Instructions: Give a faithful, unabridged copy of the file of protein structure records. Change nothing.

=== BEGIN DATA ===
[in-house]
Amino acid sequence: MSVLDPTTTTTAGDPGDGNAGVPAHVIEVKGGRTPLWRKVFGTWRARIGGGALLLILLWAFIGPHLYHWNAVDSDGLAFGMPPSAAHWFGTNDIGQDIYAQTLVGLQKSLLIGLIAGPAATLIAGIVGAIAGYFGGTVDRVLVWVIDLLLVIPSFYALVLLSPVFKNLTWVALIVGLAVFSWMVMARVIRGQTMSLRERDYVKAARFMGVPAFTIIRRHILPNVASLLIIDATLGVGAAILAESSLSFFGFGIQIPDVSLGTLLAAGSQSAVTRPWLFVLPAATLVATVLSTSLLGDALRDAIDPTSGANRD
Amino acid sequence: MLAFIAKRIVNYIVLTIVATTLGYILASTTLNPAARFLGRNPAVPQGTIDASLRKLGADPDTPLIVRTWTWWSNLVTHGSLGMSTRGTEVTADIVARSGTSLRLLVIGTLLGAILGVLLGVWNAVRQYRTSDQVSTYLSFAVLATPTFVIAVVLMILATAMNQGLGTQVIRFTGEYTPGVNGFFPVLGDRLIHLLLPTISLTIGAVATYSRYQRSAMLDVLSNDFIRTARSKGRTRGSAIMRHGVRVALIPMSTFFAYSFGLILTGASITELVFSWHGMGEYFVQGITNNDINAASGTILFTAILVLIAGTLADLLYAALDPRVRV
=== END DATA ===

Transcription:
[in-house]
Amino acid sequence: MSVLDPTTTTTAGDPGDGNAGVPAHVIEVKGGRTPLWRKVFGTWRARIGGGALLLILLWAFIGPHLYHWNAVDSDGLAFGMPPSAAHWFGTNDIGQDIYAQTLVGLQKSLLIGLIAGPAATLIAGIVGAIAGYFGGTVDRVLVWVIDLLLVIPSFYALVLLSPVFKNLTWVALIVGLAVFSWMVMARVIRGQTMSLRERDYVKAARFMGVPAFTIIRRHILPNVASLLIIDATLGVGAAILAESSLSFFGFGIQIPDVSLGTLLAAGSQSAVTRPWLFVLPAATLVATVLSTSLLGDALRDAIDPTSGANRD
Amino acid sequence: MLAFIAKRIVNYIVLTIVATTLGYILASTTLNPAARFLGRNPAVPQGTIDASLRKLGADPDTPLIVRTWTWWSNLVTHGSLGMSTRGTEVTADIVARSGTSLRLLVIGTLLGAILGVLLGVWNAVRQYRTSDQVSTYLSFAVLATPTFVIAVVLMILATAMNQGLGTQVIRFTGEYTPGVNGFFPVLGDRLIHLLLPTISLTIGAVATYSRYQRSAMLDVLSNDFIRTARSKGRTRGSAIMRHGVRVALIPMSTFFAYSFGLILTGASITELVFSWHGMGEYFVQGITNNDINAASGTILFTAILVLIAGTLADLLYAALDPRVRV